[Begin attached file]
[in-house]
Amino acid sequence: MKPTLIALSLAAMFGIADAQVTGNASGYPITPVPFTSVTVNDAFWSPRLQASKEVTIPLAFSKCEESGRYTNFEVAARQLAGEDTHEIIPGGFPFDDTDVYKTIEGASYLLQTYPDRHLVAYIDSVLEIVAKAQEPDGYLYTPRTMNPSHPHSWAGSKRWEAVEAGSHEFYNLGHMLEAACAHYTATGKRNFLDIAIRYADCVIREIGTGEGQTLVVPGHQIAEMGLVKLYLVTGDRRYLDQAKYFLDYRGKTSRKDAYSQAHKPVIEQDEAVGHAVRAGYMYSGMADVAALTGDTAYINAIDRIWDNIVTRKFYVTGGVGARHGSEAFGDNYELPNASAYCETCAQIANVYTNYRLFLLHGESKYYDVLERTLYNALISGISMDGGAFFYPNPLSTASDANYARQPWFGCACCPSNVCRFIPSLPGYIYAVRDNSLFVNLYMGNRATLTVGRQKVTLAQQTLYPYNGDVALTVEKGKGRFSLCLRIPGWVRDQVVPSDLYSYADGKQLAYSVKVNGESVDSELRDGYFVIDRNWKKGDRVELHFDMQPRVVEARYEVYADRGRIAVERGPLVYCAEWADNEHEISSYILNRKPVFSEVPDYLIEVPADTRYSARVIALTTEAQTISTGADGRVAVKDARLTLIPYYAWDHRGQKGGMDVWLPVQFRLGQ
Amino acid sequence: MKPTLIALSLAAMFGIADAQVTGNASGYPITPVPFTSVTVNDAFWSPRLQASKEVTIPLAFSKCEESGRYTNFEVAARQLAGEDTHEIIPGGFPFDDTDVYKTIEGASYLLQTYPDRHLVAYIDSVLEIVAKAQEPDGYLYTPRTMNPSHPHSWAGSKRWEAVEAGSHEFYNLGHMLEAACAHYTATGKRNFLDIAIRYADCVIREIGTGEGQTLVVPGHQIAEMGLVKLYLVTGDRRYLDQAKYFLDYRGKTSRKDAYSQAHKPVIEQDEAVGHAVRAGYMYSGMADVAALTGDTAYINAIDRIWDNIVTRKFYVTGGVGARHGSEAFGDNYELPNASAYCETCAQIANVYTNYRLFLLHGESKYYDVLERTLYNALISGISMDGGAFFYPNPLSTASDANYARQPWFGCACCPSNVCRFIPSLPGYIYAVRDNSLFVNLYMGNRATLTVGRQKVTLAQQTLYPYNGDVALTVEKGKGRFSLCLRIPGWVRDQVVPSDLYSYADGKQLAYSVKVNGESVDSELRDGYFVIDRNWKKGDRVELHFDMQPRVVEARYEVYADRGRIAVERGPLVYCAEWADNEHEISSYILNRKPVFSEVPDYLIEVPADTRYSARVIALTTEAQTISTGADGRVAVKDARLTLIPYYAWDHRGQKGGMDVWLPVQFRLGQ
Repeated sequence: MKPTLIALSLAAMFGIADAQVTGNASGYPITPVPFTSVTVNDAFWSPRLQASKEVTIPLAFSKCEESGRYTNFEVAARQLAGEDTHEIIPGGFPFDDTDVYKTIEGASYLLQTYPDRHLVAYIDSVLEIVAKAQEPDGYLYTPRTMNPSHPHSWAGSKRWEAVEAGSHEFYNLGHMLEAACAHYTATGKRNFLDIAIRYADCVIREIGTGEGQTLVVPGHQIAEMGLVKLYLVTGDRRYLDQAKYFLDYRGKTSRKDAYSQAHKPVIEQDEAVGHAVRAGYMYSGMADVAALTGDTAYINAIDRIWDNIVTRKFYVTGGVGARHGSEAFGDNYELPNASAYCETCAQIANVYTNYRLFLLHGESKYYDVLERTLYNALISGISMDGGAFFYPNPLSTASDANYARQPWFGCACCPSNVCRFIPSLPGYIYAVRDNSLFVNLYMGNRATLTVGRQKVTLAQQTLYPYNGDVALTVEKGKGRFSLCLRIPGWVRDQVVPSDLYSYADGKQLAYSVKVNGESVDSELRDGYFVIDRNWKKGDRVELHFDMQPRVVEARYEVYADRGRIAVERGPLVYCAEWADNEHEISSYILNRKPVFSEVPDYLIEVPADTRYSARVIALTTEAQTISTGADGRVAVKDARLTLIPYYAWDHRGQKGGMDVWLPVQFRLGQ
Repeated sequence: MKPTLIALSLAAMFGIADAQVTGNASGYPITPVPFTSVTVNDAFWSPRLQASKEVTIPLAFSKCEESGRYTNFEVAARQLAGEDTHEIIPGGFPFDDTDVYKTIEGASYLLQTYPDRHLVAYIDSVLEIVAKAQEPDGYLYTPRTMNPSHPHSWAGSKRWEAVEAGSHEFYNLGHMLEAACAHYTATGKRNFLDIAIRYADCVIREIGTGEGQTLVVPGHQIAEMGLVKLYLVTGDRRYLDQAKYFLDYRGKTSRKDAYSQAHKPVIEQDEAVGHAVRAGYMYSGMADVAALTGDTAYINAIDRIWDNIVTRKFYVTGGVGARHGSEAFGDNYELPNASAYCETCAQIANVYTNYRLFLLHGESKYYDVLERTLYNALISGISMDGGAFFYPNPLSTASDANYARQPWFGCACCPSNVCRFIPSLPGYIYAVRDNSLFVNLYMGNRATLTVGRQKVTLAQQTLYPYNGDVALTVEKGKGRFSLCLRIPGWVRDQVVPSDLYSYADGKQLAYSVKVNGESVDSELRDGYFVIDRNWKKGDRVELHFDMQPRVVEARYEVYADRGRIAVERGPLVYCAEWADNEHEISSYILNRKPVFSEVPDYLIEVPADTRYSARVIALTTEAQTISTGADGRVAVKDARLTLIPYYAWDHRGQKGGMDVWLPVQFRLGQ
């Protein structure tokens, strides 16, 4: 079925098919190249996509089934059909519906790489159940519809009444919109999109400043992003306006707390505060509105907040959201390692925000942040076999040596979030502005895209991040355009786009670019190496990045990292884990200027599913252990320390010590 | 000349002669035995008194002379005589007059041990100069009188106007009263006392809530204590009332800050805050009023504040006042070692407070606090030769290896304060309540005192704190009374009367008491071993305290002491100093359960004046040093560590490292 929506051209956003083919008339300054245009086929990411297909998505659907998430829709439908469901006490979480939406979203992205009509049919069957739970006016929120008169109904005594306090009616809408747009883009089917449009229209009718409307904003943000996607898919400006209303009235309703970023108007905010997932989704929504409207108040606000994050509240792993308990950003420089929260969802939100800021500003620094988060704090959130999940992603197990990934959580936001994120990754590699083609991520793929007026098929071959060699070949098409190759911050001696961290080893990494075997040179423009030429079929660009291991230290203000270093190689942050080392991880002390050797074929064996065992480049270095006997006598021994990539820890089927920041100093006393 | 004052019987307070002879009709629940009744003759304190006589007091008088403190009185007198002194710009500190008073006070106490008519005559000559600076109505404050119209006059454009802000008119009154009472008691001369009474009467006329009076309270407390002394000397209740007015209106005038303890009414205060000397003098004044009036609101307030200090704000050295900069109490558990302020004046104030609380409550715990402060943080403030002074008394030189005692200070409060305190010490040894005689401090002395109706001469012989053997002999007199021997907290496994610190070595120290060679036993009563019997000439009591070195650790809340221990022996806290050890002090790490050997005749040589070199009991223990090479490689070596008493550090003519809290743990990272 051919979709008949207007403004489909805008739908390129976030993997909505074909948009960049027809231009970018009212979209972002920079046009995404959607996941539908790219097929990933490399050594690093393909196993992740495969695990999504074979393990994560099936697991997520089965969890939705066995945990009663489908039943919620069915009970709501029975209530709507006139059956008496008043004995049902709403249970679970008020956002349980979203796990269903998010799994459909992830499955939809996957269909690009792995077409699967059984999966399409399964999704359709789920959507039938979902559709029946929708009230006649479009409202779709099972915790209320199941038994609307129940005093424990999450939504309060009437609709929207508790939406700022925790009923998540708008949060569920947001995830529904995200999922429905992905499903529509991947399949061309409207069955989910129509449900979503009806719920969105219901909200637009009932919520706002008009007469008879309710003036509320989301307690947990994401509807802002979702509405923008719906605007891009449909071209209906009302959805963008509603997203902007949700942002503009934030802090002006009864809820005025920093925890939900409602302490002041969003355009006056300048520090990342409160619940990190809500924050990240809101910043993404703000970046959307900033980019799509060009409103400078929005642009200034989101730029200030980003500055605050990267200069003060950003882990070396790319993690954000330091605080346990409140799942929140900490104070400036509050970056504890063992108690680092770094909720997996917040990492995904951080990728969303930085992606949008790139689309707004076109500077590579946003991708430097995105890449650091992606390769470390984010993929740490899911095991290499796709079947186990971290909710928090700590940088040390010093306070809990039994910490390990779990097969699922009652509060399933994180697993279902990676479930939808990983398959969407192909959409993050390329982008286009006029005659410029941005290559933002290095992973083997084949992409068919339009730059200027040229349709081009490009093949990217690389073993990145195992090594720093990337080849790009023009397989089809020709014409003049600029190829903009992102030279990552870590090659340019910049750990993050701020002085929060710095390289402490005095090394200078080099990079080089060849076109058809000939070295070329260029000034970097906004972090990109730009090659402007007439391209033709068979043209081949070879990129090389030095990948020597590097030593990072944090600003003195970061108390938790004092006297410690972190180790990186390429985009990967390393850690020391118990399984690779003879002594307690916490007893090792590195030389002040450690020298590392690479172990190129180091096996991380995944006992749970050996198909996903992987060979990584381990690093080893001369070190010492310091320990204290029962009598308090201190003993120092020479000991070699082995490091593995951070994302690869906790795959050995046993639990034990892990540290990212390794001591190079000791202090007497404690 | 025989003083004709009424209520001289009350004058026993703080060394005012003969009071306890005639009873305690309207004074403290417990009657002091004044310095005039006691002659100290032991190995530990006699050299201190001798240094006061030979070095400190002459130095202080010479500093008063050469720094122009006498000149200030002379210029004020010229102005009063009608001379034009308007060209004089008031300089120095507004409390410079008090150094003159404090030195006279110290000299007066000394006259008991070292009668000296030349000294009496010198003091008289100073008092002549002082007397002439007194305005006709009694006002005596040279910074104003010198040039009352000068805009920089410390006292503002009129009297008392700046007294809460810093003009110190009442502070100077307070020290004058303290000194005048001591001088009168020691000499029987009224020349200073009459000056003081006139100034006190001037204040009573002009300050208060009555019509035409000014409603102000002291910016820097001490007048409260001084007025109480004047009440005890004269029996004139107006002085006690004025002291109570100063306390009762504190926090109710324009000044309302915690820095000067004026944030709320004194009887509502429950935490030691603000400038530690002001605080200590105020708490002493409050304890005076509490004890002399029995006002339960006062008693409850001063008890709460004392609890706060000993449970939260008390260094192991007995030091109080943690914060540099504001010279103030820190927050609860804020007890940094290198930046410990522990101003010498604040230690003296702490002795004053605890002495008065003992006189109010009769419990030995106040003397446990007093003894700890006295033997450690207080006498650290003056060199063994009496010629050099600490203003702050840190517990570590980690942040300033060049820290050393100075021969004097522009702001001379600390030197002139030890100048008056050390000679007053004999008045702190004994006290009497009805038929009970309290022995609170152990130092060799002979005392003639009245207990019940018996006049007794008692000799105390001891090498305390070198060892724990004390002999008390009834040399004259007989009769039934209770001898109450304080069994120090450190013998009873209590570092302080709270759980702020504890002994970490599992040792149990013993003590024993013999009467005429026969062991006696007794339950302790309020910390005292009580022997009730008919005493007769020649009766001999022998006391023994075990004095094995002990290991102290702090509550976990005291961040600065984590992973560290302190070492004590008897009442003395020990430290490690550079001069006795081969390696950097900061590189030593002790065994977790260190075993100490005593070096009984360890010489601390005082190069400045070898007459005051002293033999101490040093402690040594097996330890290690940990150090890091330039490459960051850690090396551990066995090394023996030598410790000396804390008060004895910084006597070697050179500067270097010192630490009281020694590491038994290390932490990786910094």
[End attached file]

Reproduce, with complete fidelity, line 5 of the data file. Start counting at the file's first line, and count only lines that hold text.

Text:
Repeated sequence: MKPTLIALSLAAMFGIADAQVTGNASGYPITPVPFTSVTVNDAFWSPRLQASKEVTIPLAFSKCEESGRYTNFEVAARQLAGEDTHEIIPGGFPFDDTDVYKTIEGASYLLQTYPDRHLVAYIDSVLEIVAKAQEPDGYLYTPRTMNPSHPHSWAGSKRWEAVEAGSHEFYNLGHMLEAACAHYTATGKRNFLDIAIRYADCVIREIGTGEGQTLVVPGHQIAEMGLVKLYLVTGDRRYLDQAKYFLDYRGKTSRKDAYSQAHKPVIEQDEAVGHAVRAGYMYSGMADVAALTGDTAYINAIDRIWDNIVTRKFYVTGGVGARHGSEAFGDNYELPNASAYCETCAQIANVYTNYRLFLLHGESKYYDVLERTLYNALISGISMDGGAFFYPNPLSTASDANYARQPWFGCACCPSNVCRFIPSLPGYIYAVRDNSLFVNLYMGNRATLTVGRQKVTLAQQTLYPYNGDVALTVEKGKGRFSLCLRIPGWVRDQVVPSDLYSYADGKQLAYSVKVNGESVDSELRDGYFVIDRNWKKGDRVELHFDMQPRVVEARYEVYADRGRIAVERGPLVYCAEWADNEHEISSYILNRKPVFSEVPDYLIEVPADTRYSARVIALTTEAQTISTGADGRVAVKDARLTLIPYYAWDHRGQKGGMDVWLPVQFRLGQ